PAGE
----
1 Apr 2014

Hundreds of children and families whose lives are blighted by poverty and neglect will be helped by a radical new approach -- the first of its kind in the UK and inspired by a hugely successful project in New York -- launched today (2 April) by The Children's Society in the West Midlands.

The new Children and Family Zone is being introduced in North Solihull, and will offer families and children continuous support from birth until they start work or begin higher education.

Almost 175,000 children are living in poverty in the West Midlands making it one of the most deprived regions in the country, with North Solihull one of the most affected areas.

The Children's Society will work with the full range of bodies, including local authorities, health groups, schools, and community, faith and voluntary organisations to make sure these children get the comprehensive help they need. This includes after school clubs, child development classes, parenting programmes, help for teenagers, health help, drug misuse support and debt advice.

The project is based on a model first tried in 100 blocks of central Harlem in New York in the 1990s, and focused on children from birth to 18, aiming to make sure those in the most disadvantaged communities gained the best educational and economic opportunities.

Since then it has transformed the lives of thousands of families and children and was widely praised for its ground-breaking work by Barack Obama.

The Children and Family Zone is the centrepiece of The Children's Society’s new West Midlands hub. It will concentrate the organisation’s services and expertise on specific areas of need, and foster working in partnership with other agencies to make sure there is a joined up approach to tackling poverty and neglect across the region.

The Children’s Society’s Chief Executive Matthew Reed said:'Today marks an exciting step in The Children’s Society’s continued commitment to help children and families struggling in poverty and facing neglect in the West Midlands.

'By working together with services across the region from within the heart of the poorest areas, we can put an end to children being trapped in the destructive cycle of poverty. Poverty and neglect are not forgone conclusions. Together we can help make them a thing of the past.'

Rob Willoughby, area director of The Children’s Society said: 'By creating a Children and Families Zone in North Solihull we can bring the remarkable success of Harlem to one of the most deprived areas of the country. We want to make sure families can get the skills and support they need to be more independent and help their children thrive.

'We are transforming the way we work. Over the next decade, this zone will target our services at those most in need and involve our partners, including Solihull council, and the whole community to provide continuous support from a child's earliest years through to helping them get a job or into higher education.'

In a survey of the West Midlands, 80 per cent of people supported Children and Families Zones as a way to tackle child poverty and neglect.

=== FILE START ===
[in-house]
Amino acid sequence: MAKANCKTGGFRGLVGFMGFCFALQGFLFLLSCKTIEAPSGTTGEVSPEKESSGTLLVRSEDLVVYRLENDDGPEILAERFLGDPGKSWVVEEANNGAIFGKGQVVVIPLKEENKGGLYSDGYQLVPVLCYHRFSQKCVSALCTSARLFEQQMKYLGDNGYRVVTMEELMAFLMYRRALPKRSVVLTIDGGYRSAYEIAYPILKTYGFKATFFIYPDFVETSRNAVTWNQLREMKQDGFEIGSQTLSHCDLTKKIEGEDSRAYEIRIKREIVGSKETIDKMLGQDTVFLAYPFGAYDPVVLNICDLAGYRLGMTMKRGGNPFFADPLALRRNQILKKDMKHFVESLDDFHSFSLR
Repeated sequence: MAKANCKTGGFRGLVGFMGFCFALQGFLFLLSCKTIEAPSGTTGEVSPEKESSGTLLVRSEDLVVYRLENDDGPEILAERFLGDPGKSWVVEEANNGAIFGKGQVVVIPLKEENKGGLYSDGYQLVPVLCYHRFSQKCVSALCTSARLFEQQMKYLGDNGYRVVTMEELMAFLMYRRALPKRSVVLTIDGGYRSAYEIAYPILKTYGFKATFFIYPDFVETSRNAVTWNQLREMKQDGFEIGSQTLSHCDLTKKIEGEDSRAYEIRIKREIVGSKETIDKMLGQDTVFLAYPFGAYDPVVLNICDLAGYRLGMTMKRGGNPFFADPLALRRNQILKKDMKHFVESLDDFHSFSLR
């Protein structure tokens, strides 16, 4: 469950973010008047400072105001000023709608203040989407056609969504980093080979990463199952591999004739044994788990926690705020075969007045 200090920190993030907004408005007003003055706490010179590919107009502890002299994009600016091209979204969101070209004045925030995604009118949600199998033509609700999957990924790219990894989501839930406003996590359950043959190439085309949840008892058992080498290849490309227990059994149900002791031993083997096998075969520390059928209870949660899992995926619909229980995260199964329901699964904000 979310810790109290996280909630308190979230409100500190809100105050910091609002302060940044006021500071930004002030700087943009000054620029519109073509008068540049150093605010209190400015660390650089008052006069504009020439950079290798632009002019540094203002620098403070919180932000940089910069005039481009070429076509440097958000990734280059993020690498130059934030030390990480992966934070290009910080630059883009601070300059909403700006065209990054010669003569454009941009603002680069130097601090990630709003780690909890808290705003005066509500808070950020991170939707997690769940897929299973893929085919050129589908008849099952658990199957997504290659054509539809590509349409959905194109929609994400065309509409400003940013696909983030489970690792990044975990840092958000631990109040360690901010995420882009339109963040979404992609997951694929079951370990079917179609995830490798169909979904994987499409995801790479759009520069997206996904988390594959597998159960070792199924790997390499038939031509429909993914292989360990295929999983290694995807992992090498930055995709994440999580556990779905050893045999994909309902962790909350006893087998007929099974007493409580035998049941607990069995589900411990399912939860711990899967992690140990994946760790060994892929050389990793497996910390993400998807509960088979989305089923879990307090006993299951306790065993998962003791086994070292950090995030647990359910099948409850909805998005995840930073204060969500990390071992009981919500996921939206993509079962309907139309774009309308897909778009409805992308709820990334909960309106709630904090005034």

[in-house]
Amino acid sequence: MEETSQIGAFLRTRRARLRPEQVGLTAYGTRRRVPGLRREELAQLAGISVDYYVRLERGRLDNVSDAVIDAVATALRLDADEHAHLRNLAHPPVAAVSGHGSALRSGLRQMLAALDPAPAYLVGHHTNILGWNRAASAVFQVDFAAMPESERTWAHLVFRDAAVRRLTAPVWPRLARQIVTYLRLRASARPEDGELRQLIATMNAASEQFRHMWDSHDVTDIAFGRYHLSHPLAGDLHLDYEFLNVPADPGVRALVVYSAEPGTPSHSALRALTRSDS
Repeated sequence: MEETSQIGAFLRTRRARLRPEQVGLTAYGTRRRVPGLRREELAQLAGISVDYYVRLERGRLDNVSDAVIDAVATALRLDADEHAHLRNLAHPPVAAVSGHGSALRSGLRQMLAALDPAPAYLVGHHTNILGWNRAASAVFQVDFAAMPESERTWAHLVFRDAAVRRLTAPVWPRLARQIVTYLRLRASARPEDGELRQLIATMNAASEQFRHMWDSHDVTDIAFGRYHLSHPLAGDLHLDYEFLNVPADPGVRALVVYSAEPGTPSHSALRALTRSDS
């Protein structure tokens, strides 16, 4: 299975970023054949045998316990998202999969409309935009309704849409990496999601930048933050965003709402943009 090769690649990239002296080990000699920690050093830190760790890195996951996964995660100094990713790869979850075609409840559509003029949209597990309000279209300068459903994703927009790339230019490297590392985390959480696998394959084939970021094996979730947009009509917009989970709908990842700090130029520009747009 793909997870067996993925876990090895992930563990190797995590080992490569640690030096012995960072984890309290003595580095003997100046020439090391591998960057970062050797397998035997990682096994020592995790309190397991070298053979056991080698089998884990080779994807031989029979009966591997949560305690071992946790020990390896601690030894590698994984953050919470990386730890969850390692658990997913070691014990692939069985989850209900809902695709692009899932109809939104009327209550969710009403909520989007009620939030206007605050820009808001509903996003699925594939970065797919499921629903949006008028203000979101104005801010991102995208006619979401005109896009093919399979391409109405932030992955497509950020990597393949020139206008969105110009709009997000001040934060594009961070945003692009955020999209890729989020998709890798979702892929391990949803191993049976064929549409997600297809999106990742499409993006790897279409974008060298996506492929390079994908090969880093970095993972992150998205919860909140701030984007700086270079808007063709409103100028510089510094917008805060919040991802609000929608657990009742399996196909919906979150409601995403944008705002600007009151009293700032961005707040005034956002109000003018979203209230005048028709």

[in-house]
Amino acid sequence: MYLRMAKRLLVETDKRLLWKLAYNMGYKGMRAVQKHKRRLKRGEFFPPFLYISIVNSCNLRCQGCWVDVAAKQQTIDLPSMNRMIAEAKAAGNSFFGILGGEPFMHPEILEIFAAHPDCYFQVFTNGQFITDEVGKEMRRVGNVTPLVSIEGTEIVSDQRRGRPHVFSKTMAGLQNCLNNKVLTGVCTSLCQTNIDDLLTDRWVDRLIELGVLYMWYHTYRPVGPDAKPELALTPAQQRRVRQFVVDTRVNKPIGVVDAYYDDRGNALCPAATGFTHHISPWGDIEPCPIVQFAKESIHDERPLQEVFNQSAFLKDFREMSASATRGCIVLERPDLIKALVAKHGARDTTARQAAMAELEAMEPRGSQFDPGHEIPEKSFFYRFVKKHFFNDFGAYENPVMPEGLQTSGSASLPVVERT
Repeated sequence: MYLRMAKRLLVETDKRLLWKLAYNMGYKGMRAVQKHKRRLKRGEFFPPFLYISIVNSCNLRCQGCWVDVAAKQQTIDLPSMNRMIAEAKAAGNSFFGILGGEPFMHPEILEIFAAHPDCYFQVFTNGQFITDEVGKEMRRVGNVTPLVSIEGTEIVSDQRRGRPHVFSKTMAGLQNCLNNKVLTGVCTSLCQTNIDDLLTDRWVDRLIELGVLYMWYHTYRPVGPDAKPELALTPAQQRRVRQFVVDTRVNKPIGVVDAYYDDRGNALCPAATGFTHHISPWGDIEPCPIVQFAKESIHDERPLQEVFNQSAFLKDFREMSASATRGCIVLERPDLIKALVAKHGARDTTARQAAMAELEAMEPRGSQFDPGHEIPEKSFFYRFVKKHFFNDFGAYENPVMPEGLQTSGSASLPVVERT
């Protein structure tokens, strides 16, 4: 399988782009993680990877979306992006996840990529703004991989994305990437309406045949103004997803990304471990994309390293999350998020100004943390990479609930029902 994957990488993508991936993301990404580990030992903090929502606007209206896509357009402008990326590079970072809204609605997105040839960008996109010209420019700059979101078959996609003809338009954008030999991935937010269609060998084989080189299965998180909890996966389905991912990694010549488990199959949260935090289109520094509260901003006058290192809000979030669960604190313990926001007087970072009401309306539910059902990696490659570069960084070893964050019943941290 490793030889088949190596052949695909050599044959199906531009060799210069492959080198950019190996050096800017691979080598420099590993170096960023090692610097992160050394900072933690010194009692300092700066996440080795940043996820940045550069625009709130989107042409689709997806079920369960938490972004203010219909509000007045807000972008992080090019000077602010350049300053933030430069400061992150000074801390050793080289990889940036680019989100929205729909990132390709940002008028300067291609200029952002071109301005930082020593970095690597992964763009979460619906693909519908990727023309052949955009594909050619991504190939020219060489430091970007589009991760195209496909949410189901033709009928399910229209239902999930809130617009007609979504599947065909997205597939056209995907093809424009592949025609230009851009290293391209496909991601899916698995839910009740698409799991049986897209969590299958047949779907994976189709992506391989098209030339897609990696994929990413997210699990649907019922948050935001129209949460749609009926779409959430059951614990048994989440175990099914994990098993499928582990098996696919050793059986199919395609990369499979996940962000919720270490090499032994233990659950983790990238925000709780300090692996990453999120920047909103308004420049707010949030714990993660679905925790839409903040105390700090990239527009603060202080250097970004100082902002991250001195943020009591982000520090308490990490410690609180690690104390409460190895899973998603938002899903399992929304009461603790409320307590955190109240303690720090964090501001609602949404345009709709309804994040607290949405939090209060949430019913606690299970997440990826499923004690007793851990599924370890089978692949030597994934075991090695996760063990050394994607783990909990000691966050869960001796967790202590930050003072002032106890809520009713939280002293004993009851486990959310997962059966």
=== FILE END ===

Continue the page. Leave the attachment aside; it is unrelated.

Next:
Three of the seven urban authorities have more than 30 per cent of children living in poverty. Infant mortality is higher than the national average in six of the seven local authorities, as is readiness for school, while teenage neglect is present across the entire region.

The Children’s Society has been helping and supporting some of the most vulnerable and disadvantaged young people in the West Midlands since 1893. Our projects include helping children in poverty, child refugees and asylum seekers and destitute families.


Media enquiries

For more information, please call The Children’s Society media team on 020 7841 4422 or email media@childrenssociety.org.uk. For out-of-hours enquiries please call 07810 796 508.

Notes to editors

  • Find out more about the Harlem Children’s Zone
  • In some parts of the West Midlands, over 50% of children live in poverty.
  • In Birmingham, unemployment is over 14%, almost twice the national average.
  • In six of the authorities, infant mortality is higher than the national average.
  • The average rate of teenage pregnancy (15–17-year-olds) is above the national average.
  • The number of looked after children is significantly higher than the national average in all seven of the region’s local authorities.
  • Across the UK, six in 10 children living in poverty are in low-income working families. Over three million children are living in poverty in the UK. 
  • By 2020 – the year by which the government committed to end child poverty – an estimated 800,000 more children will be living in poverty than today according to the Institute for Fiscal Studies.
  • The Children’s Society is supporting the first ever Children’s Commission on Poverty. It is being led by a panel of 16 children and teenagers from across England, ranging in age from 12 to 19 who are leading an 18-month investigation into child poverty in the UK. It provides a crucial platform for children to speak out about what poverty is really like and reveal, through their own eyes, the day-to-day challenges they face and what needs to be done.
  • The Children’s Society wants to create a society where children and young people are valued, respected and happy. We are committed to helping vulnerable and disadvantaged young people, including children in care and young runaways. We give a voice to disabled children, help young refugees to rebuild their lives and provide relief for young carers. Through our campaigns and research, we seek to influence policy and perceptions so that young people have a better chance in life. Someone who acts on their behalf and can help guide them through the extremely complex system. These children deserve to be kept safe so they can recover from the trauma they have suffered and rebuild their lives.